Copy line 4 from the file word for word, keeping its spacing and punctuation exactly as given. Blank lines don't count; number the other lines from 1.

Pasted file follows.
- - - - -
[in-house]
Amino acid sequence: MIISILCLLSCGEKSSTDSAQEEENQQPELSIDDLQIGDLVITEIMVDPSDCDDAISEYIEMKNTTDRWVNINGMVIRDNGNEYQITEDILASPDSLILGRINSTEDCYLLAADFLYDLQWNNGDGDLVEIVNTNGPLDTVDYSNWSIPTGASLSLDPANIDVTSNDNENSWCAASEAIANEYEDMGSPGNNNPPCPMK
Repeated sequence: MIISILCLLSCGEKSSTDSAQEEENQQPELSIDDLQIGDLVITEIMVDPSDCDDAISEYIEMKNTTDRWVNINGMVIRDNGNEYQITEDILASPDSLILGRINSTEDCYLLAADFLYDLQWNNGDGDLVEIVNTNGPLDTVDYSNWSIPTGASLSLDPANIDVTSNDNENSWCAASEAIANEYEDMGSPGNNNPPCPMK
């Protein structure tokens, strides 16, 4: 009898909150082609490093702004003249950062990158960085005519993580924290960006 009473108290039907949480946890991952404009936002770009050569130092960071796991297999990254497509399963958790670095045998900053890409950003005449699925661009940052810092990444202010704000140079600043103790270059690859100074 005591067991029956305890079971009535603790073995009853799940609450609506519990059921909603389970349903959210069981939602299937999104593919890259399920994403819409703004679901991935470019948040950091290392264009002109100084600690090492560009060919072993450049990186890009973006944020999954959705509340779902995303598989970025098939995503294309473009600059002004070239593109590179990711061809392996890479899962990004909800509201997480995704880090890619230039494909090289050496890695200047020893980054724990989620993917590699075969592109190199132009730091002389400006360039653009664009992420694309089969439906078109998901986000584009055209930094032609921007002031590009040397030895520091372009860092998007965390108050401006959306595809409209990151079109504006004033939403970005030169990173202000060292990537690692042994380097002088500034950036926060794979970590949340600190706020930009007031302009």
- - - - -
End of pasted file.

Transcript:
């Protein structure tokens, strides 16, 4: 009898909150082609490093702004003249950062990158960085005519993580924290960006 009473108290039907949480946890991952404009936002770009050569130092960071796991297999990254497509399963958790670095045998900053890409950003005449699925661009940052810092990444202010704000140079600043103790270059690859100074 005591067991029956305890079971009535603790073995009853799940609450609506519990059921909603389970349903959210069981939602299937999104593919890259399920994403819409703004679901991935470019948040950091290392264009002109100084600690090492560009060919072993450049990186890009973006944020999954959705509340779902995303598989970025098939995503294309473009600059002004070239593109590179990711061809392996890479899962990004909800509201997480995704880090890619230039494909090289050496890695200047020893980054724990989620993917590699075969592109190199132009730091002389400006360039653009664009992420694309089969439906078109998901986000584009055209930094032609921007002031590009040397030895520091372009860092998007965390108050401006959306595809409209990151079109504006004033939403970005030169990173202000060292990537690692042994380097002088500034950036926060794979970590949340600190706020930009007031302009």